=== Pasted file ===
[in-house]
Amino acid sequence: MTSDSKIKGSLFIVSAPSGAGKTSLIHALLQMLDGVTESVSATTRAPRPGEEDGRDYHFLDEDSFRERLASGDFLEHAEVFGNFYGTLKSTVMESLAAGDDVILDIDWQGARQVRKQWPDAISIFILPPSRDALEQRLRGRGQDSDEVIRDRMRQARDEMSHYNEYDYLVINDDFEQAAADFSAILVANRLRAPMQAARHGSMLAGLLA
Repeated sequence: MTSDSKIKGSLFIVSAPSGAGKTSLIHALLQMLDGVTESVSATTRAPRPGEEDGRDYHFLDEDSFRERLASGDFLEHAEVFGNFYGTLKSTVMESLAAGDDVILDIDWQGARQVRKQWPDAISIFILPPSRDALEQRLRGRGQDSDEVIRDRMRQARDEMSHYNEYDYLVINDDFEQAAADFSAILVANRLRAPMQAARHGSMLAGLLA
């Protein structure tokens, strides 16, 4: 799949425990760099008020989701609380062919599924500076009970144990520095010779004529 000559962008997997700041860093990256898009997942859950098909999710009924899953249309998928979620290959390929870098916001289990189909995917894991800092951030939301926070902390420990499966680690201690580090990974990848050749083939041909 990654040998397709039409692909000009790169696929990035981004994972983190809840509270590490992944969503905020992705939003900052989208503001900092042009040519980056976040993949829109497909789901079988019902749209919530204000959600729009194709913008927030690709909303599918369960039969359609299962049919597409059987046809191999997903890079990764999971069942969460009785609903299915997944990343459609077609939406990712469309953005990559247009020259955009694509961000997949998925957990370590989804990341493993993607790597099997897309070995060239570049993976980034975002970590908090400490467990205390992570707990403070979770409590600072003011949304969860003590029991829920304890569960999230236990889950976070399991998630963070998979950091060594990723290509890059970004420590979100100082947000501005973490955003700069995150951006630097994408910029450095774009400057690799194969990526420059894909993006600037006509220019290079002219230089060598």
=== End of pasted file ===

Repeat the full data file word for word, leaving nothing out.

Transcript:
[in-house]
Amino acid sequence: MTSDSKIKGSLFIVSAPSGAGKTSLIHALLQMLDGVTESVSATTRAPRPGEEDGRDYHFLDEDSFRERLASGDFLEHAEVFGNFYGTLKSTVMESLAAGDDVILDIDWQGARQVRKQWPDAISIFILPPSRDALEQRLRGRGQDSDEVIRDRMRQARDEMSHYNEYDYLVINDDFEQAAADFSAILVANRLRAPMQAARHGSMLAGLLA
Repeated sequence: MTSDSKIKGSLFIVSAPSGAGKTSLIHALLQMLDGVTESVSATTRAPRPGEEDGRDYHFLDEDSFRERLASGDFLEHAEVFGNFYGTLKSTVMESLAAGDDVILDIDWQGARQVRKQWPDAISIFILPPSRDALEQRLRGRGQDSDEVIRDRMRQARDEMSHYNEYDYLVINDDFEQAAADFSAILVANRLRAPMQAARHGSMLAGLLA
């Protein structure tokens, strides 16, 4: 799949425990760099008020989701609380062919599924500076009970144990520095010779004529 000559962008997997700041860093990256898009997942859950098909999710009924899953249309998928979620290959390929870098916001289990189909995917894991800092951030939301926070902390420990499966680690201690580090990974990848050749083939041909 990654040998397709039409692909000009790169696929990035981004994972983190809840509270590490992944969503905020992705939003900052989208503001900092042009040519980056976040993949829109497909789901079988019902749209919530204000959600729009194709913008927030690709909303599918369960039969359609299962049919597409059987046809191999997903890079990764999971069942969460009785609903299915997944990343459609077609939406990712469309953005990559247009020259955009694509961000997949998925957990370590989804990341493993993607790597099997897309070995060239570049993976980034975002970590908090400490467990205390992570707990403070979770409590600072003011949304969860003590029991829920304890569960999230236990889950976070399991998630963070998979950091060594990723290509890059970004420590979100100082947000501005973490955003700069995150951006630097994408910029450095774009400057690799194969990526420059894909993006600037006509220019290079002219230089060598």